Buddhi Jayaweera (Unsplash)
As I step down from my role as faculty adviser to The Carroll News, the editors have graciously allowed me to write a column (not usually a faculty privilege in this news outlet) looking back over my three years with the campus newspaper and issuing some warnings about the paper’s future.
First, a few words about the role of the adviser (and yes, that spelling is correct in Associated Press style). My job is to guide, but not to direct or censor, the work of the student editors who run the paper. Decision-making power resides with them.
When I first assumed this role in August 2018, this was a prodigious challenge for me. As a professor, I’m accustomed to having authority over what my students write about and how they behave in my classes. I’m used to an attitude of deference, and to students generally following my advice if they want to do well in my courses. And in the professional newsrooms where I’d worked, people scrupulously followed the guidance of senior officials like the publisher, who was not a line editor but had ultimate power. I clearly did not have that authority at The Carroll News. Decisions on what stories and topics to cover, whether and when to publish stories, when to remove or rephrase problematic statements, whether to contact sources I thought were crucial to our coverage, were entirely theirs. I could only advise and, particularly at the start, my advice was often ignored.
My first year, 2018-19, was tumultuous, largely due to a gifted columnist who attracted many readers but did not follow the university’s mission to respect the worth and dignity of every person. In an inflammatory style that is widely used in the news media today, this columnist wrote on many important issues, but did so in a way that mocked and vilified those with different points of view and lifestyles. At first, I thought this was fair game. I had worked at a major daily newspaper with columnists for whom this type of rhetoric was their stock-in-trade.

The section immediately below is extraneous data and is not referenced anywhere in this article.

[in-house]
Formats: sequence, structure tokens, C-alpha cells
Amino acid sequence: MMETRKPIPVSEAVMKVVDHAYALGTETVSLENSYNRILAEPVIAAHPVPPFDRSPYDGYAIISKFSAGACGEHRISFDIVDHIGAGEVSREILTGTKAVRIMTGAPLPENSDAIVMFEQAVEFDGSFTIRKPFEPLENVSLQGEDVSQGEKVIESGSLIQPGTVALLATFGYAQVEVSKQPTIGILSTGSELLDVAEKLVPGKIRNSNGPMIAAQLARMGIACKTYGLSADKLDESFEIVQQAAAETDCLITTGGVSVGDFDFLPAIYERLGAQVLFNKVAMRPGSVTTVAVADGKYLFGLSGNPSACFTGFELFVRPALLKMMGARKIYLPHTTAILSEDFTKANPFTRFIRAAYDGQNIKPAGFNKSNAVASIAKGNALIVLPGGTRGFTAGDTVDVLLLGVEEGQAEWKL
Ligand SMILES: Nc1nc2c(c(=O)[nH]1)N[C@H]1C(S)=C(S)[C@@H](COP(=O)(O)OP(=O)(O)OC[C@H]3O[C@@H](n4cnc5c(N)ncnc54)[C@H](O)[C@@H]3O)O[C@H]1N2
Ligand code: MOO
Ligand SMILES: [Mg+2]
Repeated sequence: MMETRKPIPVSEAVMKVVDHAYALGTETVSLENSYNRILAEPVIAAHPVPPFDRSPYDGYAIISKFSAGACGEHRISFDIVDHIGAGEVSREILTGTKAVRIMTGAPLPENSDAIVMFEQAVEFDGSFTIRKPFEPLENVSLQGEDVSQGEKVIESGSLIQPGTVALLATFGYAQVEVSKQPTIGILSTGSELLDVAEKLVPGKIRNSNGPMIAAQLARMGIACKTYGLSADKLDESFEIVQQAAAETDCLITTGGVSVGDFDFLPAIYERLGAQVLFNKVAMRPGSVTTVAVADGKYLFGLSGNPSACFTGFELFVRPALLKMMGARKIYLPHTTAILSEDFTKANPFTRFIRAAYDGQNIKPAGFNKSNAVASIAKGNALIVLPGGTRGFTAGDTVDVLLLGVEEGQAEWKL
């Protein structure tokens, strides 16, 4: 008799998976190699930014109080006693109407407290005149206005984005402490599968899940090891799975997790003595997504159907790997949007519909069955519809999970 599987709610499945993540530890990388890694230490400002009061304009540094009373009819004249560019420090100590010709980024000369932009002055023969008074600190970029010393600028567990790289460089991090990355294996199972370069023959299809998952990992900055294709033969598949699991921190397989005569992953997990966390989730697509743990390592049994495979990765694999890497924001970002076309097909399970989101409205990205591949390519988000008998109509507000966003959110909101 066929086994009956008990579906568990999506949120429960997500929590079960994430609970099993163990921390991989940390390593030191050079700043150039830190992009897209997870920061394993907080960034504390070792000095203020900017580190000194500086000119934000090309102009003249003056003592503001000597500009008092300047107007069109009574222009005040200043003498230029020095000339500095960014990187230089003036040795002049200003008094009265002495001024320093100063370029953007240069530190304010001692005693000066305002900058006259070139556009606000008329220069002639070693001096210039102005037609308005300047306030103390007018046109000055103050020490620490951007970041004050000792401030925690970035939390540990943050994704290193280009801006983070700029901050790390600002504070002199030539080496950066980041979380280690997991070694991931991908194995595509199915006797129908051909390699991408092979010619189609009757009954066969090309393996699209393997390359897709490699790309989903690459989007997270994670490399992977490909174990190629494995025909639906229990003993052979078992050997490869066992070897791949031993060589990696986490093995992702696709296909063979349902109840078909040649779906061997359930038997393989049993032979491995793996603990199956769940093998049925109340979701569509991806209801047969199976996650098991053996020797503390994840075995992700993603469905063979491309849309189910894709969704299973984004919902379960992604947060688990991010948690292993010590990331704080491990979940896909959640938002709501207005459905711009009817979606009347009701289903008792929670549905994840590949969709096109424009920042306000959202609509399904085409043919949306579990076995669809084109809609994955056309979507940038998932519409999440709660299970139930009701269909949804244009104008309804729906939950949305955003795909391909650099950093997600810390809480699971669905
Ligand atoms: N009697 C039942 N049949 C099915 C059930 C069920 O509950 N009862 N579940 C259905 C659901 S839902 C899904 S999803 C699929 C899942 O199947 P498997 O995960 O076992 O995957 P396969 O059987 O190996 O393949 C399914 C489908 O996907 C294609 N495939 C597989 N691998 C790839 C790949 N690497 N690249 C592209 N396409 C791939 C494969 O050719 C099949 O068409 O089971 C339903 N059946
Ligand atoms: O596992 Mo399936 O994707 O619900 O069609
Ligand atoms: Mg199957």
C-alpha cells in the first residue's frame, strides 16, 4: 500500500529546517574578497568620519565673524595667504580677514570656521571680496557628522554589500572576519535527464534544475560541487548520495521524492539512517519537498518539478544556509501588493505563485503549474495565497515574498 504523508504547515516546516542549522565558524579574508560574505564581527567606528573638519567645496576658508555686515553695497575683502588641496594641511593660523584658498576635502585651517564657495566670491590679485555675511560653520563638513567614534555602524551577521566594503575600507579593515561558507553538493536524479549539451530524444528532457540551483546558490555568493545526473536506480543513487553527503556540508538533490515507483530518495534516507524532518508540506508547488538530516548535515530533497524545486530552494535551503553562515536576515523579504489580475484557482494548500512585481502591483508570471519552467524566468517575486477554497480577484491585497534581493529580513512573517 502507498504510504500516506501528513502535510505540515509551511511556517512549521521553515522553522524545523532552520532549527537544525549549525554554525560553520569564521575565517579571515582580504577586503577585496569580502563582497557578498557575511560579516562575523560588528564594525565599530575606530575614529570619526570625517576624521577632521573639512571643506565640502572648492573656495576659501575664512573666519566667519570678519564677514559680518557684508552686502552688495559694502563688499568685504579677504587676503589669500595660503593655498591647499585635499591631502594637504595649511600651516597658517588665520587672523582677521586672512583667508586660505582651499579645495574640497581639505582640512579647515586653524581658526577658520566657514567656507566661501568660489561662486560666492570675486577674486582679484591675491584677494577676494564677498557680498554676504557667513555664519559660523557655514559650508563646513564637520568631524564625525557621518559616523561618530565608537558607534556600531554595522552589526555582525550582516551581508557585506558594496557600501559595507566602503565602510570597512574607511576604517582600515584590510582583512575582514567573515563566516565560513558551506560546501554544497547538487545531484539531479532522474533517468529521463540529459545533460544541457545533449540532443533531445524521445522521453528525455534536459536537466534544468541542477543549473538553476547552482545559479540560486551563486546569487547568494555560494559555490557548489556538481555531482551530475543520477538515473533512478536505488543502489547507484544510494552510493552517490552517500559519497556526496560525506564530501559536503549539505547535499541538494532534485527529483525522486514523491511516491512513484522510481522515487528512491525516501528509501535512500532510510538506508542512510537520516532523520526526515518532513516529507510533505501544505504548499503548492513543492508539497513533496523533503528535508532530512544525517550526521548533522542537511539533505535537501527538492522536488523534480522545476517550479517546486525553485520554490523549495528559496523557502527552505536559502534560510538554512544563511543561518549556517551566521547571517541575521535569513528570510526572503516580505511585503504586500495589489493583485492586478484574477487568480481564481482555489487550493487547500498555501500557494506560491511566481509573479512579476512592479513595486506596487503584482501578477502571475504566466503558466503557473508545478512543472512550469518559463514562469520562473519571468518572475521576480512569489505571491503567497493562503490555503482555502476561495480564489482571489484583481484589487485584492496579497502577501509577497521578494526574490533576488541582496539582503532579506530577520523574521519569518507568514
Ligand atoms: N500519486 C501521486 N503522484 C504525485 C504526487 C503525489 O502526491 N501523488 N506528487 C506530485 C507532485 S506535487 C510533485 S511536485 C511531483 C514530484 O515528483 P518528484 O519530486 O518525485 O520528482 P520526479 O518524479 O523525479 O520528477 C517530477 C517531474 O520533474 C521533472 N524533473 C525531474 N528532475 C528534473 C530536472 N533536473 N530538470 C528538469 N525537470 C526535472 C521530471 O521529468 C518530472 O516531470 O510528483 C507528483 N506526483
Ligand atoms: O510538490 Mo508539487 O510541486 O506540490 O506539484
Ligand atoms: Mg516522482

One vivid memory from that first year took place in the spring semester, when the Student Union invited The Carroll News to defend its free-speech-above-all policy during a special meeting with the LGBTQIA+ Allies, whose members had been attacked repeatedly by our columnist. Sitting in the audience, I was at the edge of the Carroll News delegation, right beside the Allies. My heart and spirit were in both groups simultaneously. To my right were students like one of my family members, a lesbian, whom I love deeply. Many had been my students, including the eloquent Emmanuel (Mannie) Brown, who spoke courageously, describing the harm done to LGBTQIA+ students by our columnist’s rhetoric and insults. Right next to me, a young person trembled constantly with fear – I wondered if this was their first public appearance as an LGBTQIA+ person. I felt and shared their pain. To my left were the Carroll News journalists I knew and loved, defending free speech, about which I care deeply. Our Editor-in-Chief Olivia Shackleton spoke well, defending the right of columnists to write their opinions and the newspaper’s job to defend them, even when many of us disagreed with their views. Despite this, more than one elected SU senator denounced one particular column as “hate speech.”
Throughout this crisis, which brought significant public attention to the University, I am proud to say that there was no censorship by the administration. But there were many meetings! I am grateful to our retired Vice President for Student Affairs Mark McCarthy as well as the current VP for Mission and Identity Ed Peck and Legal Counsel Colleen Treml (once a campus newspaper editor herself) for their patient education of the entire Carroll News editing team about the University’s Jesuit mission. Rather than caustic, divisive, incendiary rhetoric, we learned, we should strive always to be inclusive and respectful of every person. Since this is a principle I have long held sacred, I was grateful to find a way to uphold it while still respecting journalistic free expression. It is the way you say things, not the views you express, that matters.